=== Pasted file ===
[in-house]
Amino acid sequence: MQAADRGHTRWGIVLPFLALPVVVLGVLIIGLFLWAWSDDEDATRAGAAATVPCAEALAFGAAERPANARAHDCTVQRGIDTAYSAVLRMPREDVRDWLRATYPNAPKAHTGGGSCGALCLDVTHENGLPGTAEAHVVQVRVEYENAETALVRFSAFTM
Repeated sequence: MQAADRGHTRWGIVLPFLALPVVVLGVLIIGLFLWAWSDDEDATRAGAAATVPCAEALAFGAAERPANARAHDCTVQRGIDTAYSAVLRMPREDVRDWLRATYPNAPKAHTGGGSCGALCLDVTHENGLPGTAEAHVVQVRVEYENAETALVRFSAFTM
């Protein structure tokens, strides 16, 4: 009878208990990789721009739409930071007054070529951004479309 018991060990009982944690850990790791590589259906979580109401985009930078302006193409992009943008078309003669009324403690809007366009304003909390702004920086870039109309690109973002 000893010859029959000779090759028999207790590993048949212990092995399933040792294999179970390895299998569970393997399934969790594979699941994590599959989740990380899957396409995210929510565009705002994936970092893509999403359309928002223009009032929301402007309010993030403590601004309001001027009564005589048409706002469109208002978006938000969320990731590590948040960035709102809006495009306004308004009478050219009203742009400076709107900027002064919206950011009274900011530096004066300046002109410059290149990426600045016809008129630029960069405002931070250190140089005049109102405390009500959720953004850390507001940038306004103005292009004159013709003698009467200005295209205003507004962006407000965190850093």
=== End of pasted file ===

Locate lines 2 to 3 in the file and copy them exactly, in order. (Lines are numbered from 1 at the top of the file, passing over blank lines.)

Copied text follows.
Amino acid sequence: MQAADRGHTRWGIVLPFLALPVVVLGVLIIGLFLWAWSDDEDATRAGAAATVPCAEALAFGAAERPANARAHDCTVQRGIDTAYSAVLRMPREDVRDWLRATYPNAPKAHTGGGSCGALCLDVTHENGLPGTAEAHVVQVRVEYENAETALVRFSAFTM
Repeated sequence: MQAADRGHTRWGIVLPFLALPVVVLGVLIIGLFLWAWSDDEDATRAGAAATVPCAEALAFGAAERPANARAHDCTVQRGIDTAYSAVLRMPREDVRDWLRATYPNAPKAHTGGGSCGALCLDVTHENGLPGTAEAHVVQVRVEYENAETALVRFSAFTM